During my childhood, every summer vacation, on my way to Kolkata, I would drown myself in the world of Tinkle digests. Before every train journey, I’d rush to the book store or <i>thela wala</i>, who used to sell books at the platform and go through all the possible titles that were on display there. I would then pick up the ones that I wanted to add to my collection and then pay the forty rupees that my mother would count and give me (each digest would cost Rs 20 back then). Before the train journey even began, I would start reading them.
The Tinkle digests and the comics were edited by a shy, affectionate man called Anant Pai. He used to sign each editorial piece as ‘Uncle Pai’ and even though I didn’t personally know him, in my head, I knew he was someone who was extremely lovable. I used to go through the letters that readers would send to Uncle Pai and the affectionate replies that the editor used to write to his young friends and consequently get inspired to write one myself. Just the idea of getting a reply from Uncle Pai would excite me.
In fact, on one instance, I did send him a letter. But sadly never got a reply from Uncle Pai. My mother reasoned with the little me about how he had loads of letters to reply and he may have overlooked my letter in the pile which made me feel worse. Of course, there was always a possibility that it hadn’t reached him yet, I pointed out to my mother. And I waited for months for his reply, went through each letter that was published in the comic each month in the hope that he would reply to my letter. But, my turn never came.
Over the years, life became hectic and my love for Tinkle took a backseat because of other ‘serious’ books that I started reading on the train journeys. While, earlier I would buy only Tinkle digests for my journey, I started buying books and magazines as I grew up. And sometimes, just for old time’s sake, I would also grab a copy of Tinkle and relive my childhood with the favourite characters of Tinkle; Suppandi, Shikari Shambu and Kalia the crow.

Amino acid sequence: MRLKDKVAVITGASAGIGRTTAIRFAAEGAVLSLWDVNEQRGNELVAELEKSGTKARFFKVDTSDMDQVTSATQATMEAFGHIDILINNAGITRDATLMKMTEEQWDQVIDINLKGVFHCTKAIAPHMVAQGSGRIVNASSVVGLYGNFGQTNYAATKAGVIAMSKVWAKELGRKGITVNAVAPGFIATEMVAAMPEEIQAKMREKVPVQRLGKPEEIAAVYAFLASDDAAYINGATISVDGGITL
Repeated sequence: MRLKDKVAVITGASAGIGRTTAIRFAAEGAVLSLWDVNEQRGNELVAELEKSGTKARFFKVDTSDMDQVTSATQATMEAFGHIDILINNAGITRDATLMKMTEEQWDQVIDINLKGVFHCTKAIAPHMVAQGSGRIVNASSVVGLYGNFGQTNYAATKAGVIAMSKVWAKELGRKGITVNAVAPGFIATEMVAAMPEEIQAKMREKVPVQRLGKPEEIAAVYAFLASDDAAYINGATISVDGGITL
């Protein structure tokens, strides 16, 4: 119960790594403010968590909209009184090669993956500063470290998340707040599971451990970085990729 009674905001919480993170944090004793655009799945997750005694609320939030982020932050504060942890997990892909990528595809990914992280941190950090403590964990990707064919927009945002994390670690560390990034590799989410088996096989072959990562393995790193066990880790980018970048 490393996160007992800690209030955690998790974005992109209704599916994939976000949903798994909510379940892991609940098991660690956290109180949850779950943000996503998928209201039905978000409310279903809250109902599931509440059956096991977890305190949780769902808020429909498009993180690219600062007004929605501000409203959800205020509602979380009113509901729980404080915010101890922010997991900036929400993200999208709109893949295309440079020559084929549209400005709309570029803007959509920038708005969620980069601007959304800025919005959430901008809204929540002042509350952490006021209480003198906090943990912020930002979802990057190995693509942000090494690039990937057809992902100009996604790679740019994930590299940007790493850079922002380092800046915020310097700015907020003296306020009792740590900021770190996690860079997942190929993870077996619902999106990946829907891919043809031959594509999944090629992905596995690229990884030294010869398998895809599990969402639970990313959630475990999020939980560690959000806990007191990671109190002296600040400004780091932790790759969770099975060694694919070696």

The other day when I heard the news of Uncle Pai’s demise, I took out all my Tinkles and Amar Chitra Kathas, (I have a huge collection of both the comic strips) brushed through the old, pale yellow pages and fondly went through all the stories. In the first page of the digest it read ‘Editor: Anant Pai’.
The man who connected with millions of people through his body of work was perhaps the first one to introduce Indian mythology in a comic avatar. He made Indian mythology interesting and each character more alive. In all his letters, he was able to connect with his readers in a personal way. The advices he meted out seemed with a smile and one could actually imagine Uncle Pai smiling and writing those letters. Such was the magic of this man. And in those days (I feel old when I say it like this) there was not much access to the Internet, and most of the ardent fans of Uncle Pai hadn’t ever seen his picture. But in every mind, Uncle Pai’s image was etched as that of a smiling, lovable uncle who would always have amazing stories to tell.
I feel bad for kids of the 21st century sometimes. In the world of Facebook, Twitter and bbms they are missing out on the treasure of such comics that we loved to read. They will now also be deprived of Uncle Pai’s warm editorials and letters. They will never know who he was and what his contribution was to the genre of comics in India. But hopefully the legacy he has left behind will be loved and spread in more parts of the country and loved by more and more people.
But yes, the man who started it all will surely be missed.